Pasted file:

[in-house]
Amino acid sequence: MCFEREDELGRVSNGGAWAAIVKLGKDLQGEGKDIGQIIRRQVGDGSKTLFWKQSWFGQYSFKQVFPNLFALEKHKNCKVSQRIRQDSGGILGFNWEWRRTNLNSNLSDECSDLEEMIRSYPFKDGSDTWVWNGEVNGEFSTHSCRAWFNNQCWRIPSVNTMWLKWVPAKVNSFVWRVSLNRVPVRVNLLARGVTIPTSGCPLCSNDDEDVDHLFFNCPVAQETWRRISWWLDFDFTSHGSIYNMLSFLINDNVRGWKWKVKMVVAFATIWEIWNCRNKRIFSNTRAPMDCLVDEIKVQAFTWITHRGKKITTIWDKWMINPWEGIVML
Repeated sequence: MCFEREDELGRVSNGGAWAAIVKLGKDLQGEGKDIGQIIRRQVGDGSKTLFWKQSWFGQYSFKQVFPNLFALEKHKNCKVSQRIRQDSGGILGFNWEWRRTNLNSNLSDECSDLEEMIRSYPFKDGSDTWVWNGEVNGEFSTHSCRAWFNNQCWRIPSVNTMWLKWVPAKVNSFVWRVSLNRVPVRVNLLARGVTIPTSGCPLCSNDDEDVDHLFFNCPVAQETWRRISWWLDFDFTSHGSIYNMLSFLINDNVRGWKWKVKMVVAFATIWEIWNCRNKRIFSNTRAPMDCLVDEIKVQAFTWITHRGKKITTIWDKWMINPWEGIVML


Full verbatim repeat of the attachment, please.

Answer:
[in-house]
Amino acid sequence: MCFEREDELGRVSNGGAWAAIVKLGKDLQGEGKDIGQIIRRQVGDGSKTLFWKQSWFGQYSFKQVFPNLFALEKHKNCKVSQRIRQDSGGILGFNWEWRRTNLNSNLSDECSDLEEMIRSYPFKDGSDTWVWNGEVNGEFSTHSCRAWFNNQCWRIPSVNTMWLKWVPAKVNSFVWRVSLNRVPVRVNLLARGVTIPTSGCPLCSNDDEDVDHLFFNCPVAQETWRRISWWLDFDFTSHGSIYNMLSFLINDNVRGWKWKVKMVVAFATIWEIWNCRNKRIFSNTRAPMDCLVDEIKVQAFTWITHRGKKITTIWDKWMINPWEGIVML
Repeated sequence: MCFEREDELGRVSNGGAWAAIVKLGKDLQGEGKDIGQIIRRQVGDGSKTLFWKQSWFGQYSFKQVFPNLFALEKHKNCKVSQRIRQDSGGILGFNWEWRRTNLNSNLSDECSDLEEMIRSYPFKDGSDTWVWNGEVNGEFSTHSCRAWFNNQCWRIPSVNTMWLKWVPAKVNSFVWRVSLNRVPVRVNLLARGVTIPTSGCPLCSNDDEDVDHLFFNCPVAQETWRRISWWLDFDFTSHGSIYNMLSFLINDNVRGWKWKVKMVVAFATIWEIWNCRNKRIFSNTRAPMDCLVDEIKVQAFTWITHRGKKITTIWDKWMINPWEGIVML